Letter of the Day | Regional and local silence on Venezuela unacceptable
THE EDITOR, Sir:
I completely agree with the writer of the letter about the local and regional lack of voices regarding the current political instability in Venezuela. It seems the Jamaican and Caribbean governments are showing themselves for what they are only happy to receive and unwilling to give even verbal support for the country.
I consider CARICOM, the regional body which has been lurking in the governments of the Caribbean, whimpering about regionalism for the past 50 years, and not knowing what that really means, should be at the forefront of that charge.
Venezuela is in a deep crisis, and our regional body has not said a word or put forward any position to offer assistance to aid in any resolution.
This is a national disgrace while we sit contentedly on the millions of barrels of oil we have received from them at their expense over the many years, from which we failed to grow any meaningful economic value.
I know that Venezuela, regardless of who will be in power after this episode shakes out, will remember who came to their aid when the going got tough. Hopefully, they will emerge a stronger nation after this. Their current situations appears to be an unfortunate outcome of idealistic government based on impractical values.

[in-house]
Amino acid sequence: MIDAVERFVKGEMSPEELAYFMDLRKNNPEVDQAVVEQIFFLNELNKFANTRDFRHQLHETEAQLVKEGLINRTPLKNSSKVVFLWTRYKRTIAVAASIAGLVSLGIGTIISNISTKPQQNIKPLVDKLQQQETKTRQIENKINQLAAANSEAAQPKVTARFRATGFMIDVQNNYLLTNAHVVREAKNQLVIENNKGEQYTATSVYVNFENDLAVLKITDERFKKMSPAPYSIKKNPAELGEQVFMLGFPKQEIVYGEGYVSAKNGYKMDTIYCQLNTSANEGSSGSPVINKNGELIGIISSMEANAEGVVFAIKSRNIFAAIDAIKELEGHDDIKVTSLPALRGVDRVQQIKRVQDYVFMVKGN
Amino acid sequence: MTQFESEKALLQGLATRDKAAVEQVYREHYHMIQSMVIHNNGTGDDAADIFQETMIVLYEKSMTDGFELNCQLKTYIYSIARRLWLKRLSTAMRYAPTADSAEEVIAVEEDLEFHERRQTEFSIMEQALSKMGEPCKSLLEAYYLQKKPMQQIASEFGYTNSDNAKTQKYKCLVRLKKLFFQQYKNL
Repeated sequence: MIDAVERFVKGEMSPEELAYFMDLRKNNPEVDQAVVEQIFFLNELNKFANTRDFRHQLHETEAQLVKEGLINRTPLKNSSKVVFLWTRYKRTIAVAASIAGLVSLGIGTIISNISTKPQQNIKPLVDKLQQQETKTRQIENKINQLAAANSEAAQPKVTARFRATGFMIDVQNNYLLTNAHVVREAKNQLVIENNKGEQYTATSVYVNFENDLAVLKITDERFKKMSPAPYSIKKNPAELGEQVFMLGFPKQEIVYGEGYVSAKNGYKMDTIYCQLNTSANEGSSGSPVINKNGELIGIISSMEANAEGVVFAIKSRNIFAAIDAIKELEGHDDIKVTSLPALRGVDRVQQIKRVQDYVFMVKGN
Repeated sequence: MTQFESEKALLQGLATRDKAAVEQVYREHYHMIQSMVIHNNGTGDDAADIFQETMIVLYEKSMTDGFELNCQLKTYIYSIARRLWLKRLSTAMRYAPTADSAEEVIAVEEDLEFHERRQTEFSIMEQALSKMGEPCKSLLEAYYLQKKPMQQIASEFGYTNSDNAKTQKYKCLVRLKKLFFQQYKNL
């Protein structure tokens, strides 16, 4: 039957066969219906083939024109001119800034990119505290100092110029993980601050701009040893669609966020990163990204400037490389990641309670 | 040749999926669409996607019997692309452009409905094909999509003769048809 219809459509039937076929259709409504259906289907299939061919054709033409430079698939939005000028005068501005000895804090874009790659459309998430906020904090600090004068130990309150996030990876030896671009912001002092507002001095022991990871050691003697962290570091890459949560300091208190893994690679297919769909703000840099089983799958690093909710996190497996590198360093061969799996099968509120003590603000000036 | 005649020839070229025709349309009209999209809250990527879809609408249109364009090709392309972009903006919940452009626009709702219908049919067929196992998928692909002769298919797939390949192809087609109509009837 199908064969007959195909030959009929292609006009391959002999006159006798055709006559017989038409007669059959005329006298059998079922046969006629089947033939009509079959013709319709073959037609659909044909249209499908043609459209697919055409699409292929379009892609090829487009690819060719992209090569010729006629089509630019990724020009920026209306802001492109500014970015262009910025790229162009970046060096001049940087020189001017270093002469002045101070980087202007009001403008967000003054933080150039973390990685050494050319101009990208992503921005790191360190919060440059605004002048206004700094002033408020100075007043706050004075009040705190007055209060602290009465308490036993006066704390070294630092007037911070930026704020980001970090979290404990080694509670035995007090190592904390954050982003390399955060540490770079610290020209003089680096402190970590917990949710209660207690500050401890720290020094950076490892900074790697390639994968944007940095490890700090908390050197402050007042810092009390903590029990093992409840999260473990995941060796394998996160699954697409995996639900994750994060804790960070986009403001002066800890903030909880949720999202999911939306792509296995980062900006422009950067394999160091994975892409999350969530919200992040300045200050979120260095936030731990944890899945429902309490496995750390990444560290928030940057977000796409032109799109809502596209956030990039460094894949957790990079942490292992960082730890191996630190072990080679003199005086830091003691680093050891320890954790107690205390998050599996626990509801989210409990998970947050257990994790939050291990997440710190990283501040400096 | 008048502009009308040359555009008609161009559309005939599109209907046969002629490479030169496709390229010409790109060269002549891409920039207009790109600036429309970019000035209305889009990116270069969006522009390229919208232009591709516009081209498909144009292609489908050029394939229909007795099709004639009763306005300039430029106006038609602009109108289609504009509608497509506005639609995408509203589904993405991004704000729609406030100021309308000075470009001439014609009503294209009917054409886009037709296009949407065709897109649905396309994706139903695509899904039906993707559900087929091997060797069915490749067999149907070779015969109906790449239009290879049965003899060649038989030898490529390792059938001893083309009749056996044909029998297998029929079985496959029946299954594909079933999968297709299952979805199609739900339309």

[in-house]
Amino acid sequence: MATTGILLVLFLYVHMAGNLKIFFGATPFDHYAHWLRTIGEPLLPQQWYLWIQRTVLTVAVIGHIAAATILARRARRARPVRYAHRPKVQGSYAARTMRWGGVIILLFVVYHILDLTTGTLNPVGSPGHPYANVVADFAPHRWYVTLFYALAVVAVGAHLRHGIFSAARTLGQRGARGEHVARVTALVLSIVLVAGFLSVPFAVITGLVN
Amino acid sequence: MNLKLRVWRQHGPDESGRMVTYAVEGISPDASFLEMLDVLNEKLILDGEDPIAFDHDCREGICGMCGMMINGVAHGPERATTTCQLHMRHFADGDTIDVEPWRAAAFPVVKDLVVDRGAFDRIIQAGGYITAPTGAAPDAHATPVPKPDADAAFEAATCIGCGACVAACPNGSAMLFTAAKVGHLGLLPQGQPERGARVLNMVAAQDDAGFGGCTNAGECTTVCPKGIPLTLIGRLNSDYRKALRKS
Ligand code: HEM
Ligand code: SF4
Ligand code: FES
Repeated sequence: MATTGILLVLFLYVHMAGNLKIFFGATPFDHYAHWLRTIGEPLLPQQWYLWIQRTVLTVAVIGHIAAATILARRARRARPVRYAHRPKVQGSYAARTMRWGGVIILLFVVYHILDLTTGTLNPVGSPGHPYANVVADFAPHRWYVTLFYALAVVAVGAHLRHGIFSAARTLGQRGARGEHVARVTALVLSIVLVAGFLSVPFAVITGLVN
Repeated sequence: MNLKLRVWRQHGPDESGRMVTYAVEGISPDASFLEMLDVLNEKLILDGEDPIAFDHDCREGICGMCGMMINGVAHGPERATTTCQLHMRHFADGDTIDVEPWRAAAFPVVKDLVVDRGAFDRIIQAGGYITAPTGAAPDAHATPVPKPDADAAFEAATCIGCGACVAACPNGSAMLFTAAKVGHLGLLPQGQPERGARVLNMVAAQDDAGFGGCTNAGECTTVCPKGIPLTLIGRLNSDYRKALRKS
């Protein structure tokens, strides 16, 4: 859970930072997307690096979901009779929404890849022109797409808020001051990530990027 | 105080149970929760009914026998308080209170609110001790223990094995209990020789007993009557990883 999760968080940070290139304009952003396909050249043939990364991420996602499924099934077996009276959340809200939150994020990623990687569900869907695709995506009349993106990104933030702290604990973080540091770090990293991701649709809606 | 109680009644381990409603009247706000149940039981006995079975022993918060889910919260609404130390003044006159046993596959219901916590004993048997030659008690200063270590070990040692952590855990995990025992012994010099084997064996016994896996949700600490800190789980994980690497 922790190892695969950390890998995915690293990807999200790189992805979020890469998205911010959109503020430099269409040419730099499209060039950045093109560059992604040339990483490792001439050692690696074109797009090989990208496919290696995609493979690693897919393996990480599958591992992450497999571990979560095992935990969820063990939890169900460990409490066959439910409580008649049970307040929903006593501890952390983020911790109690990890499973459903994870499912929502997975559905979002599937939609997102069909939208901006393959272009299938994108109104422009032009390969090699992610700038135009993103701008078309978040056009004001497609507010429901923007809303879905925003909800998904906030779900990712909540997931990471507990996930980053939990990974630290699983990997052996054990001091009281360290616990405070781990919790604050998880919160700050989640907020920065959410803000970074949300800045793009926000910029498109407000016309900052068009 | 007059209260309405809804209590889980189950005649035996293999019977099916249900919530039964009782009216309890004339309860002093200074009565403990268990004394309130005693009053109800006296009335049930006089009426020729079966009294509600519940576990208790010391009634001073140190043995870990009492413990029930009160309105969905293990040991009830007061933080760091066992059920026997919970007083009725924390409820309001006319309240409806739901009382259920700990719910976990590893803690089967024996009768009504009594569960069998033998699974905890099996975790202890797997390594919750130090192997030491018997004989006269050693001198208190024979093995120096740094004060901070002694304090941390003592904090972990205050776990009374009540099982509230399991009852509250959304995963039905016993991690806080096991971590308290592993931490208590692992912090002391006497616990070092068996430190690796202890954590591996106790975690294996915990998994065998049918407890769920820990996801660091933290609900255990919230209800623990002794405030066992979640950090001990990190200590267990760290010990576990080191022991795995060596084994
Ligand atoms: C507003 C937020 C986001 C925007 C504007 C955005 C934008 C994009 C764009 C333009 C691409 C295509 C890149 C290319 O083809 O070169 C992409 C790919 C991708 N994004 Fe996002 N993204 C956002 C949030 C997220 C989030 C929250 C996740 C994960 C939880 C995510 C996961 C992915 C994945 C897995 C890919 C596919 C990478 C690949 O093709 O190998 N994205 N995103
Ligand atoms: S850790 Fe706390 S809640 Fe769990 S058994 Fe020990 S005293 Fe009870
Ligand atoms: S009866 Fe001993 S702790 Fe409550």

The region needs to reach out to the parties involved over there. It should be pointed out that assistance comes in many forms and isn’t always in the form of cash, contrary to local political thought about appearances (optics). Or perhaps that is why they say nothing, they have no understanding of what it means to be supportive.
OPTIC OF THE LESSON
Their statement in the recent past about parliamentarians taking a pay cut was in their mind not a practical thing to do because not a great amount of money would be saved. They didn’t understand that the amount is meaningless, but the act of sharing in the burden and seen to be doing that matters, and is priceless. That is the optic of the lesson.
Jamaica needs to excuse itself from self-serving leadership which is not a partner for good times and bad times, both locally and in the region. I wait to see if there is anyone in Government or CARICOM who stands for anything in this matter.
Hugh M Dunbar, AIA
Jamaica, New York